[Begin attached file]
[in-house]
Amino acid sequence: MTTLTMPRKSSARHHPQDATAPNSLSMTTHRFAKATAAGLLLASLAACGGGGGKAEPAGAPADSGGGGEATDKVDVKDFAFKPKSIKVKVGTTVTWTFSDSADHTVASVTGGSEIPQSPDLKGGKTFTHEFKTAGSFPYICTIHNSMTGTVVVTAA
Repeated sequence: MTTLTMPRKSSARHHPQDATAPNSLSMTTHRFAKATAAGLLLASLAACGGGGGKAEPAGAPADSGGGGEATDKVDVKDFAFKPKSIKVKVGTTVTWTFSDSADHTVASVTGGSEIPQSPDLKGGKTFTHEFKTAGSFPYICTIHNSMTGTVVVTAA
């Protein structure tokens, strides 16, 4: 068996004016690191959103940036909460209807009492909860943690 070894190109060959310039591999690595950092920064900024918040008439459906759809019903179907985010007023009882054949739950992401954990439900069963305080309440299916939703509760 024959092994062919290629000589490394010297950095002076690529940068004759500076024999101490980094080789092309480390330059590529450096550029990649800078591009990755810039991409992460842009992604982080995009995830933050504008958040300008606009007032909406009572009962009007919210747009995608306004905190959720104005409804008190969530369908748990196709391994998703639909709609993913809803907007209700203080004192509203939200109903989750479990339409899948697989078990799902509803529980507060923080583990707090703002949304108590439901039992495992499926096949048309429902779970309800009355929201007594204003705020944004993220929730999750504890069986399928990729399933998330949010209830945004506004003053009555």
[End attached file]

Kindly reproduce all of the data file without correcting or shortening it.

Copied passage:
[in-house]
Amino acid sequence: MTTLTMPRKSSARHHPQDATAPNSLSMTTHRFAKATAAGLLLASLAACGGGGGKAEPAGAPADSGGGGEATDKVDVKDFAFKPKSIKVKVGTTVTWTFSDSADHTVASVTGGSEIPQSPDLKGGKTFTHEFKTAGSFPYICTIHNSMTGTVVVTAA
Repeated sequence: MTTLTMPRKSSARHHPQDATAPNSLSMTTHRFAKATAAGLLLASLAACGGGGGKAEPAGAPADSGGGGEATDKVDVKDFAFKPKSIKVKVGTTVTWTFSDSADHTVASVTGGSEIPQSPDLKGGKTFTHEFKTAGSFPYICTIHNSMTGTVVVTAA
């Protein structure tokens, strides 16, 4: 068996004016690191959103940036909460209807009492909860943690 070894190109060959310039591999690595950092920064900024918040008439459906759809019903179907985010007023009882054949739950992401954990439900069963305080309440299916939703509760 024959092994062919290629000589490394010297950095002076690529940068004759500076024999101490980094080789092309480390330059590529450096550029990649800078591009990755810039991409992460842009992604982080995009995830933050504008958040300008606009007032909406009572009962009007919210747009995608306004905190959720104005409804008190969530369908748990196709391994998703639909709609993913809803907007209700203080004192509203939200109903989750479990339409899948697989078990799902509803529980507060923080583990707090703002949304108590439901039992495992499926096949048309429902779970309800009355929201007594204003705020944004993220929730999750504890069986399928990729399933998330949010209830945004506004003053009555």